Coral cover surveys corroborate predictions on reef adaptive potential to thermal stress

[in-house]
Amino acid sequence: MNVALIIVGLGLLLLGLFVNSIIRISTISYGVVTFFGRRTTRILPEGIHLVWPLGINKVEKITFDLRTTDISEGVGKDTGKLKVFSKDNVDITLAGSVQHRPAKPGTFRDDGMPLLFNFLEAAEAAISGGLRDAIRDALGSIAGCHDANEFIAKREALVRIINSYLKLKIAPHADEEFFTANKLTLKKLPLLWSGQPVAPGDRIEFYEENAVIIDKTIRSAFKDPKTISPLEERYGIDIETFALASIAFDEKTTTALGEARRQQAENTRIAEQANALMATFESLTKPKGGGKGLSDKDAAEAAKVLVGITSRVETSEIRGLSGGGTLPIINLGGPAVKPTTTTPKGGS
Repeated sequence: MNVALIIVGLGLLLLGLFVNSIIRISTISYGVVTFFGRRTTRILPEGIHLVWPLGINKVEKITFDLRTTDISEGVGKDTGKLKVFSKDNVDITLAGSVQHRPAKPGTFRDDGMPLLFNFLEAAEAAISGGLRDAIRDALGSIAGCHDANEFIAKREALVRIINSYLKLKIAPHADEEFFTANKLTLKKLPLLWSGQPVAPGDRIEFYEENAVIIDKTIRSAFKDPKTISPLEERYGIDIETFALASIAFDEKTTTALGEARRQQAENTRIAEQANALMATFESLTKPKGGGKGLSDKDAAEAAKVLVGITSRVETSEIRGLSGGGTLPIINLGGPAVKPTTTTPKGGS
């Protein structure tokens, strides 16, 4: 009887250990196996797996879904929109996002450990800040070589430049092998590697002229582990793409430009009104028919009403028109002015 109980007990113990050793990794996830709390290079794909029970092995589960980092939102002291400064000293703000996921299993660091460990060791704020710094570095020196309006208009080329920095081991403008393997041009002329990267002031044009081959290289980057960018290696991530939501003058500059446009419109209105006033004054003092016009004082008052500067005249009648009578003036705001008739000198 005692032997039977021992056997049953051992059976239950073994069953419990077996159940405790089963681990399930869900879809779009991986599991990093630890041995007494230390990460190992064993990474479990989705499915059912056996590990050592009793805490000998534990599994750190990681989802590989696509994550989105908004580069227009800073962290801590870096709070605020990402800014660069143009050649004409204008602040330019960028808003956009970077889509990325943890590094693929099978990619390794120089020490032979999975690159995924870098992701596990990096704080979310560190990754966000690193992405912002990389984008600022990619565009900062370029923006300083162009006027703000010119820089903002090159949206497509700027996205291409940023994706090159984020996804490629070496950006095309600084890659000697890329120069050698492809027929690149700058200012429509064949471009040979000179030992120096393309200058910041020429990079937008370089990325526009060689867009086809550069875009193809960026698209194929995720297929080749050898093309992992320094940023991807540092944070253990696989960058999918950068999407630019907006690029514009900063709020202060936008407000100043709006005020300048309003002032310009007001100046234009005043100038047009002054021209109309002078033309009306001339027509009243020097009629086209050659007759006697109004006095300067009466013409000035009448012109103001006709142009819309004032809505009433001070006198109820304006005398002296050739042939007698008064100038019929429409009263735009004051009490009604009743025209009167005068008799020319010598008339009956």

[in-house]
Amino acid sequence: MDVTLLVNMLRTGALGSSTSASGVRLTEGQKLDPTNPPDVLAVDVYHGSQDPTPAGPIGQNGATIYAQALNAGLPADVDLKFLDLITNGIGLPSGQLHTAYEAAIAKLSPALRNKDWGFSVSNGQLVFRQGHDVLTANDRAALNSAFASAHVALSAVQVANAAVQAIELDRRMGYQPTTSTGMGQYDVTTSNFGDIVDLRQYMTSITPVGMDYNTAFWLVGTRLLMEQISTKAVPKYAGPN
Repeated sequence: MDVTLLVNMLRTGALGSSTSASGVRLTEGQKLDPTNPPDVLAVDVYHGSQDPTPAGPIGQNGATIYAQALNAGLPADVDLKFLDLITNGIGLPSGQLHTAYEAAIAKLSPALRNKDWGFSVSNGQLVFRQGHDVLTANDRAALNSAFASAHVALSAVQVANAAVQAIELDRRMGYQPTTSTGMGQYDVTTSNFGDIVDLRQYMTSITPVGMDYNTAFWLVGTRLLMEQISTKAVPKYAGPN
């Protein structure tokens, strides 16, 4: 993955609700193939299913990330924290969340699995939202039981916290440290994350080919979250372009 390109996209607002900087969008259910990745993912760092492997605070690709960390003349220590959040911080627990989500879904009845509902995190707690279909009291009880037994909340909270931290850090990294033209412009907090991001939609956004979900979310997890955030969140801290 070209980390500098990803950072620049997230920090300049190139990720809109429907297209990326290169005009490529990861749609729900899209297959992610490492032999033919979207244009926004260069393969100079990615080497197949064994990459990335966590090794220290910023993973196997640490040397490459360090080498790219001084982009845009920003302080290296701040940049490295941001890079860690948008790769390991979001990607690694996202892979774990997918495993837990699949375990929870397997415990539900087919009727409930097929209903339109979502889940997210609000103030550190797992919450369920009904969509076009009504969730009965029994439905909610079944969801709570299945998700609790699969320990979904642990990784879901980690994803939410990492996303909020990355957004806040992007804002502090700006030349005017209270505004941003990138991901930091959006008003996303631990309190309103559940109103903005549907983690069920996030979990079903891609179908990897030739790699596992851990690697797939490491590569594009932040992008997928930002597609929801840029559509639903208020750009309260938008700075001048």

As anomalous heat waves are causing the widespread decline of coral reefs worldwide, there is an urgent need to identify coral populations tolerant to thermal stress. Heat stress adaptive potential is the degree of tolerance expected from evolutionary processes and, for a given reef, depends on the arrival of propagules from reefs exposed to recurrent thermal stress. For this reason, assessing spatial patterns of thermal adaptation and reef connectivity is of paramount importance to inform conservation strategies. In this work, we applied a seascape genomics framework to characterize the spatial patterns of thermal adaptation and connectivity for coral reefs of New Caledonia (Southern Pacific). In this approach, remote sensing of seascape conditions was combined with genomic data from three coral species. For every reef of the region, we computed a probability of heat stress adaptation, and two indices forecasting inbound and outbound connectivity. We then compared our indicators to field survey data, and observed that decrease of coral cover after heat stress was lower at reefs predicted with high probability of adaptation and inbound connectivity. Last, we discussed how these indicators can be used to inform local conservation strategies and preserve the adaptive potential of New Caledonian reefs.